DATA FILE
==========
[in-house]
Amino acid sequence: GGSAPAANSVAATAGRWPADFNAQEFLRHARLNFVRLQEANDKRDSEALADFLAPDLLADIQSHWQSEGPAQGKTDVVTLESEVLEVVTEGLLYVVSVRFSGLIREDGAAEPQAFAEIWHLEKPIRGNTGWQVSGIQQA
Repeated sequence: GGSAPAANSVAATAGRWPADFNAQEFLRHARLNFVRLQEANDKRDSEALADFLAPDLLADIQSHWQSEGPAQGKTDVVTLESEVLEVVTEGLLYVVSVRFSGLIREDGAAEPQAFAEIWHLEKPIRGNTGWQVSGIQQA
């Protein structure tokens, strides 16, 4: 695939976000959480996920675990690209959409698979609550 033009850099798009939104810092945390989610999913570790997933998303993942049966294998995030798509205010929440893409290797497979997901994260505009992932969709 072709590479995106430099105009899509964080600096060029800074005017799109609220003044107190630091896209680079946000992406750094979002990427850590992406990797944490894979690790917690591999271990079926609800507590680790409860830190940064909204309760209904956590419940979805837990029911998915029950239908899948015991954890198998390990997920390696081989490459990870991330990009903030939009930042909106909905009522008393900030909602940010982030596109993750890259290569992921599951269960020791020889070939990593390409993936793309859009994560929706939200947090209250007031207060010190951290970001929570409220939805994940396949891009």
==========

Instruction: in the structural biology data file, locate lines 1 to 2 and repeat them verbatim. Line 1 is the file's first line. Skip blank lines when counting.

[in-house]
Amino acid sequence: GGSAPAANSVAATAGRWPADFNAQEFLRHARLNFVRLQEANDKRDSEALADFLAPDLLADIQSHWQSEGPAQGKTDVVTLESEVLEVVTEGLLYVVSVRFSGLIREDGAAEPQAFAEIWHLEKPIRGNTGWQVSGIQQA